When and where will the camp be held?
The camp is entirely online and its lectures will be held on July 3-4. 10-11, 17-18. There will be a few optional social/non-academic events on weekdays, but most events will be on these 3 weekends.
Who can apply to Monsoon Math?
Students who have not yet started at a university as of July 4, 2021 can apply.
Is there a cost to attending the camp?
No. The camp is free-of-cost. However, you need to have a good internet connection for video/audio calls.
What is a typical day at the Monsoon Math Camp like?
A typical day at Monsoon Math is centered around 5 to 6 scheduled 50 minute classes, of which each student attends 3 to 4 of their choosing, guided by JCs. There will also be an end-of-day learning debrief and group problem solving session.
What is the material offered at camp?
Instructors offer courses in a variety of mathematical topics going beyond those found in school and university curricula. The Courses page lists some of last year’s topics. Note that we will have more introductory-level courses this year.
What activities do you have planned outside of lectures?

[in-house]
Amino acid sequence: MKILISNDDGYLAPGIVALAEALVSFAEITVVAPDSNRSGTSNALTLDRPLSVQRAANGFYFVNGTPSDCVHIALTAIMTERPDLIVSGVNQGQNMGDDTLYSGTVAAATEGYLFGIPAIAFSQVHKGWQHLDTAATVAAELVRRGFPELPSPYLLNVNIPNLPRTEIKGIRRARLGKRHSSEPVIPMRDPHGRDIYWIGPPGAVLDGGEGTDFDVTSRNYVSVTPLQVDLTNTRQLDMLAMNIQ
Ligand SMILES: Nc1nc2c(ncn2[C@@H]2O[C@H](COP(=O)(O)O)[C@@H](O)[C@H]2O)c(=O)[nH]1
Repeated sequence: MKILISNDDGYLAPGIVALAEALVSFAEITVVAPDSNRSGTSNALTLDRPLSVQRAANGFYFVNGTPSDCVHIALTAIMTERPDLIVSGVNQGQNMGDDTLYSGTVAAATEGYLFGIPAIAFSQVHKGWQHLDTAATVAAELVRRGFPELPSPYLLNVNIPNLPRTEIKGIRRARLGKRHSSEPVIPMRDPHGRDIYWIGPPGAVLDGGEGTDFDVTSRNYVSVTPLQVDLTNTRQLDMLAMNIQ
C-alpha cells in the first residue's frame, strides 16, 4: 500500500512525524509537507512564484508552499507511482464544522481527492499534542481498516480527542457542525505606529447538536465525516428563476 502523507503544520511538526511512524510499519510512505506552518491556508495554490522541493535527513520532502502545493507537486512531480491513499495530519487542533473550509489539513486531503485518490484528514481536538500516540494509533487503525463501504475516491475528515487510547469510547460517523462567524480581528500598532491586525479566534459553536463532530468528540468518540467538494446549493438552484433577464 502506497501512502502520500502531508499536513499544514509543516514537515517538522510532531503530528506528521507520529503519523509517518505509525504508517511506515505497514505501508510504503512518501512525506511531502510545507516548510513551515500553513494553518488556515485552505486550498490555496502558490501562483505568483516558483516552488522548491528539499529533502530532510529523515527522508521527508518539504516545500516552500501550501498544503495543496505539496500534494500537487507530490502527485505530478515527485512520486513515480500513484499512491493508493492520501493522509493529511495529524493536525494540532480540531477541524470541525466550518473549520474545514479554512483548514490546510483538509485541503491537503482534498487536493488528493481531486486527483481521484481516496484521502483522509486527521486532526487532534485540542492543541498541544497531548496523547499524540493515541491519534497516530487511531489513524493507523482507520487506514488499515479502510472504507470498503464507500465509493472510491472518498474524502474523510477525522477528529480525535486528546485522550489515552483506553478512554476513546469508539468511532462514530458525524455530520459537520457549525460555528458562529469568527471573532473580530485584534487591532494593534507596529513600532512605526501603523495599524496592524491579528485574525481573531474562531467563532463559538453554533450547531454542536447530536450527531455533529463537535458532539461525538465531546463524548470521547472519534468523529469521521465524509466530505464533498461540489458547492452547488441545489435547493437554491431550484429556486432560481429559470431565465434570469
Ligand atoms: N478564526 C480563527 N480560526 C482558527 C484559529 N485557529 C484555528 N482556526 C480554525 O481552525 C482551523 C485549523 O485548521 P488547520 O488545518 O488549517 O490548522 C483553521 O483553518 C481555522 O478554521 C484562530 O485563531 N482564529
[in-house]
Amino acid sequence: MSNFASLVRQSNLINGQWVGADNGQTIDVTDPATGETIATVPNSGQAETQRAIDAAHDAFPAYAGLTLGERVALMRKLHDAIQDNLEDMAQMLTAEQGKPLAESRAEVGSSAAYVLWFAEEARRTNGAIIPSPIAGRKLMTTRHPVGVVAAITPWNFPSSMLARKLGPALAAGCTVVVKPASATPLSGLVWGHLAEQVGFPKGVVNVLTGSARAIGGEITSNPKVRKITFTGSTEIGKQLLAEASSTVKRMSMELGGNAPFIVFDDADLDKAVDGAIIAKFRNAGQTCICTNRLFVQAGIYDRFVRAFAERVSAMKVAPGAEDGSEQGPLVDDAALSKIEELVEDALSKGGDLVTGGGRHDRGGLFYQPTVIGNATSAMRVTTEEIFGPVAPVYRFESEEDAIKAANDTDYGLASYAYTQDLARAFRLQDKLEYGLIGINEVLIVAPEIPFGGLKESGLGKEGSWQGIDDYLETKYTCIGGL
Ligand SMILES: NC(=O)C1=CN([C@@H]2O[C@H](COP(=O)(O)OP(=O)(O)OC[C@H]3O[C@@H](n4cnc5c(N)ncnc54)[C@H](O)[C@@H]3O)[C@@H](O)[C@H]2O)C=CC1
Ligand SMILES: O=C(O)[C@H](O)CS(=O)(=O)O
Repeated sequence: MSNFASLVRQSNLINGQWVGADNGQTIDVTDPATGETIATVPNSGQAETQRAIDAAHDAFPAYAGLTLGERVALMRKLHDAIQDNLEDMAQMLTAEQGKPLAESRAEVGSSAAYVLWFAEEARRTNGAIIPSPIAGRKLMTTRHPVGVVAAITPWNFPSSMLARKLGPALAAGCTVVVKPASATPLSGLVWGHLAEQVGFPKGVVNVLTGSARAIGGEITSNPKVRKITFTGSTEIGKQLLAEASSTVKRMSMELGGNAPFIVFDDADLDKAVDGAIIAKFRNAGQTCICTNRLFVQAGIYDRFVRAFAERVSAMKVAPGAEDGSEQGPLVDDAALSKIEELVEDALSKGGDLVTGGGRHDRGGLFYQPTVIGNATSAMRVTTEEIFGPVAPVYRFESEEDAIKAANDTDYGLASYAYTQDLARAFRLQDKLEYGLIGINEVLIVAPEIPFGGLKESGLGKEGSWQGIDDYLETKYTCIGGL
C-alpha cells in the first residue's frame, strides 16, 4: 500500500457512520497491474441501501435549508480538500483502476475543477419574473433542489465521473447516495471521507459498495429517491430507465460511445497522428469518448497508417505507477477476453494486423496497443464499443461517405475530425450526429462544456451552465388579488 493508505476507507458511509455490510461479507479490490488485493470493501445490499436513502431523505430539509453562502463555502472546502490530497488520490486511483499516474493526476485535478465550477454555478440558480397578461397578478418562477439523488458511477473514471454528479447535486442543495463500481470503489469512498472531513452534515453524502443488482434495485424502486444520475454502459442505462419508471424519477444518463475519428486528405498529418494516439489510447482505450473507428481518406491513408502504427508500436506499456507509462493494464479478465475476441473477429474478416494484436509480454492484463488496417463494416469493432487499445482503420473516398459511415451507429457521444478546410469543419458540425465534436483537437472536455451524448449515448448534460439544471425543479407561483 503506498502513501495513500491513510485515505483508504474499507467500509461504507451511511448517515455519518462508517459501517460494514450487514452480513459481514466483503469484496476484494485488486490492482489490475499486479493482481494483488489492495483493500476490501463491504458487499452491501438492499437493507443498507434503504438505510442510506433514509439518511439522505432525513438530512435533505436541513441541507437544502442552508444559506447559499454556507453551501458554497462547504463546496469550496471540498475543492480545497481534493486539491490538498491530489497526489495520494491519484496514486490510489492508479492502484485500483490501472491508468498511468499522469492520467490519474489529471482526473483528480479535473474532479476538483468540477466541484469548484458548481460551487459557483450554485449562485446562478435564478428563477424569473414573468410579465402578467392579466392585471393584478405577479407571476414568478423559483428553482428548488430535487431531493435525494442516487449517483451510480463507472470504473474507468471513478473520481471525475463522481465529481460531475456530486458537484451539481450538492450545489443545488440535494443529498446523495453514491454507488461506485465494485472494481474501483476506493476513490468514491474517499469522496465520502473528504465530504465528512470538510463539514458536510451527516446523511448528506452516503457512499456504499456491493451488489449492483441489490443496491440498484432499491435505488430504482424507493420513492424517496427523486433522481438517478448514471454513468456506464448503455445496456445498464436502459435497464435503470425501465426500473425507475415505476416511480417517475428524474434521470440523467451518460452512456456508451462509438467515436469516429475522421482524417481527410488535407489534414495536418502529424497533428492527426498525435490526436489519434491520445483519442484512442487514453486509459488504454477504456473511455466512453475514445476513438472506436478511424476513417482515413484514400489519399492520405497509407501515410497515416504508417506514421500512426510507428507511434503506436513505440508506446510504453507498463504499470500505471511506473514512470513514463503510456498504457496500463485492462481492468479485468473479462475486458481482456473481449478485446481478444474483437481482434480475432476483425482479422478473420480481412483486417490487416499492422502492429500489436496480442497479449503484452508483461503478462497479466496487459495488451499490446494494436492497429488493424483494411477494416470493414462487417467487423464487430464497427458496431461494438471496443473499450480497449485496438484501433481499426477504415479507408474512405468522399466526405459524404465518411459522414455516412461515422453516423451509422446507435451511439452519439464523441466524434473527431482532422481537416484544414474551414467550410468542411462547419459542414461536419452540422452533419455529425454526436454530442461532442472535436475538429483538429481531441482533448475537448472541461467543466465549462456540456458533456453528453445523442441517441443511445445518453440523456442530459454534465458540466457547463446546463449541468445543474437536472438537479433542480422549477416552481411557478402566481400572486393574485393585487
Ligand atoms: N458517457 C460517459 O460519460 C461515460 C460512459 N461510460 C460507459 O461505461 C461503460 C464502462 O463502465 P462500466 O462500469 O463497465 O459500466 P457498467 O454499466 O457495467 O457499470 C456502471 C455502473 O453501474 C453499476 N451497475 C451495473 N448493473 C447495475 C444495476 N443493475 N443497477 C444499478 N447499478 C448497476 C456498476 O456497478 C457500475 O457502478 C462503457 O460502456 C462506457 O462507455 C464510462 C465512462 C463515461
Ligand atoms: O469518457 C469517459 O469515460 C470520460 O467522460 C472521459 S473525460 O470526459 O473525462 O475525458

- Sessions introducing participants to other mathematical opportunities they can explore in the future.
- Guest lectures and Q&A sessions with well-known Indian mathematicians as well as industry figures in math-related fields. (In 2020, our academia panel saw the ICM invited speaker Prof. Mahesh Kakde talk about his relationship with pop math when growing up.)
- A "dx-colloquium,” where participants try to give short talks on fun and exciting pieces of math.
- Ad hoc initiatives, like a “problem-solving relay race.”
- Game nights, Mafia sessions, skribbl.io sessions, etc
How much of a time commitment will the camp be?
We anticipate students attending 3-4 hours of lecture on each camp day. Realistically, students end up spending about 6 hours in total doing camp related activities.
Should I apply to Monsoon if I don’t know [X]?
Yes. Monsoon Math is looking for students with an appetite for higher mathematics, a desire to fill the nooks and crannies of their understanding, and a commitment to collaborative learning. The application problems are in fact geared towards finding students who are willing to grapple with completely unfamiliar ideas and use them in new contexts. We want to admit students with many different backgrounds and amounts of exposure to mathematics.
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